Come Tumbling Down is a grim page turner where actions have consequences and love can heal as easily as it can sour. This installment showcases all of the things McGuire does best in this series as she digs into the world of the Moors with a sharp focus on main character Jack and antagonist Jill. A must-read for fans of the series.

Possible Pairings: The Hazel Wood by Melissa Albert, All the Birds in the Sky by Charlie Jane Anders, The Language of Thorns by Leigh Bardugo, Alice’s Adventures in Wonderland by Lewis Carroll, Labyrinth Lost by Zoraida Córdova, The Ten Thousand Doors of January by Alix E. Harrow, The Chronicles of Narnia by C. S. Lewis, The Perilous Gard by Mary Elizabeth Pope, Vassa in the Night by Sarah Porter, Miss Peregrine’s Home for Peculiar Children by Ransom Riggs, An Enchantment of Ravens by Margaret Rogerson, Chosen Ones by Veronica Roth, The Invisible Life of Addie LaRue by V. E. Scwhab, Frankenstein by Mary Shelley, The Light Between Worlds by Laura E. Weymouth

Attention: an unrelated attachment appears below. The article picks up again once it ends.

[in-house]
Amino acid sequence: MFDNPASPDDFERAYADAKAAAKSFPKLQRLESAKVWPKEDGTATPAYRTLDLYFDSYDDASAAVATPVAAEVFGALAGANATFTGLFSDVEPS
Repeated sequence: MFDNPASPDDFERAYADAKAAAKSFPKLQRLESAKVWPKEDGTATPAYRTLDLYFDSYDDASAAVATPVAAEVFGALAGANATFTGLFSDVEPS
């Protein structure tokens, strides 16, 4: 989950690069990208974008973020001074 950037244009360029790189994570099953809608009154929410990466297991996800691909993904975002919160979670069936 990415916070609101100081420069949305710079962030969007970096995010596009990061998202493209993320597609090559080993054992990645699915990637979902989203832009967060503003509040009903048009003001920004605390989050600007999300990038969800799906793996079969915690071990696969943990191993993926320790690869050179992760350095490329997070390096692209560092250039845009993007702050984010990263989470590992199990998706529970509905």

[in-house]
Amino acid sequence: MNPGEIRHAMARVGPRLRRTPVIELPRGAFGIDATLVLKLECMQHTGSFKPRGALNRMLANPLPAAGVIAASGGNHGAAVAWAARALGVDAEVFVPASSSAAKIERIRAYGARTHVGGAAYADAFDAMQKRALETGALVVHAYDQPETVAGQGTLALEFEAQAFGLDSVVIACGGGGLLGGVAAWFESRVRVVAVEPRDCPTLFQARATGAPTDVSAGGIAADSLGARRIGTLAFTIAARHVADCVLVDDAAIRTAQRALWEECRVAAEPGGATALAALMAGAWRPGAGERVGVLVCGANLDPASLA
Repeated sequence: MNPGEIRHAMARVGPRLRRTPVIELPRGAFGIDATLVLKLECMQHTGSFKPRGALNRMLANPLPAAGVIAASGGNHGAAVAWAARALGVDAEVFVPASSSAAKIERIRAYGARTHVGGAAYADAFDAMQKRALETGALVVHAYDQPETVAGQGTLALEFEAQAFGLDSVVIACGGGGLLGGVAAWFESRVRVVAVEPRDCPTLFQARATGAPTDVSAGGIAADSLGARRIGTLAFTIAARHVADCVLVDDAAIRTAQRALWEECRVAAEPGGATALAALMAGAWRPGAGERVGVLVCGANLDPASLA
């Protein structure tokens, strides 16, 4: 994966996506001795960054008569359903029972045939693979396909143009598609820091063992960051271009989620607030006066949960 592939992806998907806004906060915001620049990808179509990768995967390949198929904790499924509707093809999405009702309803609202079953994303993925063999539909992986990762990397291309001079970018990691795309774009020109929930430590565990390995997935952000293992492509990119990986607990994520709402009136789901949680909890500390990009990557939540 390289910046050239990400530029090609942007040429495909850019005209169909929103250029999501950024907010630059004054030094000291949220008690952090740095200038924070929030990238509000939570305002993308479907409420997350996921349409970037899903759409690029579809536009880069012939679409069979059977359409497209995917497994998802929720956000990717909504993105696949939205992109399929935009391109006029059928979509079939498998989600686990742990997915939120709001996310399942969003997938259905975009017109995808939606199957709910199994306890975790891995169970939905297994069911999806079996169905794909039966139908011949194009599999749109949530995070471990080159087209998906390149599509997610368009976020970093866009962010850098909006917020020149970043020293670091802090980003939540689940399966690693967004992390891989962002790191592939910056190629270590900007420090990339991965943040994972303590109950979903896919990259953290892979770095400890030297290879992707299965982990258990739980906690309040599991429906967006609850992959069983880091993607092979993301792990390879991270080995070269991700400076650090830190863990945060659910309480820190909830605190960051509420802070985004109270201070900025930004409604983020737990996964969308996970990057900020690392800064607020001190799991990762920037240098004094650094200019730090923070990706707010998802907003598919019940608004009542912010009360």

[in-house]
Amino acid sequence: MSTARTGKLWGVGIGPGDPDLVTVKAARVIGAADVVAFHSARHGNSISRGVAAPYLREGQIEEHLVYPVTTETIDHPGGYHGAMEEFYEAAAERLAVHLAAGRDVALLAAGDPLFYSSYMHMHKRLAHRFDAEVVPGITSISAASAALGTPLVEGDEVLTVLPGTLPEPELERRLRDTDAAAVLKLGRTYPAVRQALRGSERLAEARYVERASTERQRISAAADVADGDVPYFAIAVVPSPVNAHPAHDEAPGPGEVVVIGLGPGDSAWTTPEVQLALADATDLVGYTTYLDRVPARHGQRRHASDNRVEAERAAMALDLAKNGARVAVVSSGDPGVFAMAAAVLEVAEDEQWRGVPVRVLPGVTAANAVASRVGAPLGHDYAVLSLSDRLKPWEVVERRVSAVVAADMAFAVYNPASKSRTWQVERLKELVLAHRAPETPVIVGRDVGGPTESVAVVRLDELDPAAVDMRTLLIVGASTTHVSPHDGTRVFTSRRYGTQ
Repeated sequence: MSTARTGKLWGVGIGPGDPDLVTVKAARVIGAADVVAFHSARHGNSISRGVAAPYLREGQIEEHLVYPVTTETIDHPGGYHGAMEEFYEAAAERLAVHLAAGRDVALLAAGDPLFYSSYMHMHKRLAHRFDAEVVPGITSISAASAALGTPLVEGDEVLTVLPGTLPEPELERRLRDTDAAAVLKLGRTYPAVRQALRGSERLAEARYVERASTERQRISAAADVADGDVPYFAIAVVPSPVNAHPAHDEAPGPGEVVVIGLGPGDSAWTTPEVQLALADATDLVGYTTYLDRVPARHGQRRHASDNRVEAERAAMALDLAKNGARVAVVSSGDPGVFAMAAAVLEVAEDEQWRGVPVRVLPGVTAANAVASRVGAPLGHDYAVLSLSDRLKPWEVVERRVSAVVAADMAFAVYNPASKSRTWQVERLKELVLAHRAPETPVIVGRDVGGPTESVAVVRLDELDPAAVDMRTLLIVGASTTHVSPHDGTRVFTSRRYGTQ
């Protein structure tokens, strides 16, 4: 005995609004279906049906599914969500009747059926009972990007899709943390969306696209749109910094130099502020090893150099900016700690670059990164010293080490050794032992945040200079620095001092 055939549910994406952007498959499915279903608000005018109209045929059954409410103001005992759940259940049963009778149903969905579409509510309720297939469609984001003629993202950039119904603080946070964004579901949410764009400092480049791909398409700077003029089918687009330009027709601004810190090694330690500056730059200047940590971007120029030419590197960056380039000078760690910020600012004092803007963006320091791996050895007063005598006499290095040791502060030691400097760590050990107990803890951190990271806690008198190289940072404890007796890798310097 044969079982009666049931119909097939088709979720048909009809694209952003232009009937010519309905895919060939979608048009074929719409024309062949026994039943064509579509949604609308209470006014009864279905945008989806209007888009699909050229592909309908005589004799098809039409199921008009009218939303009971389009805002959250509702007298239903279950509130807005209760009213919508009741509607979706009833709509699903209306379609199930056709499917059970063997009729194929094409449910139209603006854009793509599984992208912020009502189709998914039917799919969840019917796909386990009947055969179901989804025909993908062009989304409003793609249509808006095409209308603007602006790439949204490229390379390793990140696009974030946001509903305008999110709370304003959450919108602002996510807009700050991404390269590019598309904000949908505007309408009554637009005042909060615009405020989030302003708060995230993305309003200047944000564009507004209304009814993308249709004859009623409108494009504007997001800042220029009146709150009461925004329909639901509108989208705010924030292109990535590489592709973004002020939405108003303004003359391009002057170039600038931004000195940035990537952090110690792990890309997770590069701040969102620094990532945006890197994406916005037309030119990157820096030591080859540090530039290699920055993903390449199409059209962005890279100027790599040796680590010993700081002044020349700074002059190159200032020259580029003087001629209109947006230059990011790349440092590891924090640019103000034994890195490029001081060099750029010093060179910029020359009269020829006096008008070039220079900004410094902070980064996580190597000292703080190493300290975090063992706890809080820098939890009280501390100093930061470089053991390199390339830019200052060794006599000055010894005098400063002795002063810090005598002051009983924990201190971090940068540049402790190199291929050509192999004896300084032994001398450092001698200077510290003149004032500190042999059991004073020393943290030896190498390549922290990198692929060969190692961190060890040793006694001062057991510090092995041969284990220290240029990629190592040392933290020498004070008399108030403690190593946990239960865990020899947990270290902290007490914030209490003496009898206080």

Even and Odd: A Chick Lit Wednesday Review

Even and Odd by Sarah Beth DurstEven and Odd are sisters who share magic on alternating days. On her even days twelve-year-old Emma “Even” Berry tries to pack in as much magic use as she can while she prepares for her next exam from the Academy of Magic. With her level five exam looming, Even needs all the practice time she can get to make sure she stays on schedule with her plans to become a hero. As a hero Even will be able to accept quests and travel throughout the neighboring magical kingdom of Firoth helping people.